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Using It to Make AI Chips, Softbank Would Risk Arm

ChatGPT, should Arm make AI chips?

Arm will establish a division to design and sell AI chips, according to Nikkei Asia. Dominant shareholder SoftBank Group is pushing the design licensor’s business in this direction as part of a larger AI vision. The first AI chips (NPUs) are to sample in one year, with production to begin by the end of 2025. If successful, the division could separate from Arm and operate under SoftBank directly.

Notables

  • Details are light. Even if Nikkei’s reporting is correct, companies consider all sorts of ventures, completing only a fraction. The SoftBank/Arm plan could change or terminate before completing the AI-chip project.
  • Expansion is many companies’ goal, but forward-integrating from licensing intellectual property (IP) to selling finished chips could repel Arm’s customers and depress its stock price, crippling SoftBank Group, which secures margin loans with its Arm shares.
  • Masayoshi Son helms SoftBank and aims to create a big AI company, investing billions according to Bloomberg. Billionaire Son supposedly operates on a 300-year plan but has also backed prima facie stupid businesses like WeWork.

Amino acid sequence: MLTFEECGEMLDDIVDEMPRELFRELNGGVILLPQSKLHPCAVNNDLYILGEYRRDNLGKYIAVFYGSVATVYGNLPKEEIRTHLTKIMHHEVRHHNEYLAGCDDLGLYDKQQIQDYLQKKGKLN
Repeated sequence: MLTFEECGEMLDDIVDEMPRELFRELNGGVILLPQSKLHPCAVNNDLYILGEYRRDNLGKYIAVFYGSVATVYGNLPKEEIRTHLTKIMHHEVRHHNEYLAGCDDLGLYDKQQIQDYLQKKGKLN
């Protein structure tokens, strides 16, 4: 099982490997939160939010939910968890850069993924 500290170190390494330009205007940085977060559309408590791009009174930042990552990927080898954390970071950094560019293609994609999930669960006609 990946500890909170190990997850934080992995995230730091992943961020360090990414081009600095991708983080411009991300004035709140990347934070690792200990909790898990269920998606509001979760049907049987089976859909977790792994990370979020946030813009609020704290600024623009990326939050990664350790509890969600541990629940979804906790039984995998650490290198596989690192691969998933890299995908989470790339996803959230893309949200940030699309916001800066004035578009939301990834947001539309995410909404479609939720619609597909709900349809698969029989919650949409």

• Timing is bad for entering the AI-chip market but will get worse. Numerous companies have entered the market. Few have yet to do well, and those that survive will become more entrenched.
  • Arm might only be a launch vehicle for Son’s ambitions, a locus of chip-design skill he and SoftBank use to ignite an AI-semiconductor business. In this case, Arm doesn’t alter its business model.
  • Alternatives for SoftBank include resurrecting Graphcore, a failing data-center NPU company. (Graphcore calls its chips intelligence processing units, IPUs, further justifying the XPU.pub name for this site.) Bloomberg has confirmed earlier Financial Times reports that SoftBank has talked to Graphcore about an acquisition. The Graphcore entity and its remaining talent would be a better nucleus than Arm for a new NPU effort, particularly if the focus is data centers.

Bottom Line

SoftBank faces two questions:

  • Should it develop AI chips?
  • If so, should it involve Arm?

For edge AI, the variety of semiconductor products, supplier fragmentation, and Arm’s incumbency points to IP licensing’s superiority over chip development. Arm is already a competitive supplier, offering designs such as its Ethos-85. Many companies develop chips but lack the interest, expertise, and resources to forge a proprietary NPU and surrounding infrastructure, preferring to license the technology instead.

Data-center dynamics differ. The market is inhospitable to new suppliers, and key customers, such as Google and Meta, can roll their own NPUs if they want an alternative to Nvidia’s GPUs. Thus, a new AI chip supplier is ill conceived. Moreover, associating such a venture with Arm risks that company’s business just as it is breaking through in server and PC processors. AI may shape the next few centuries, but that doesn’t mean the world needs another chip company.


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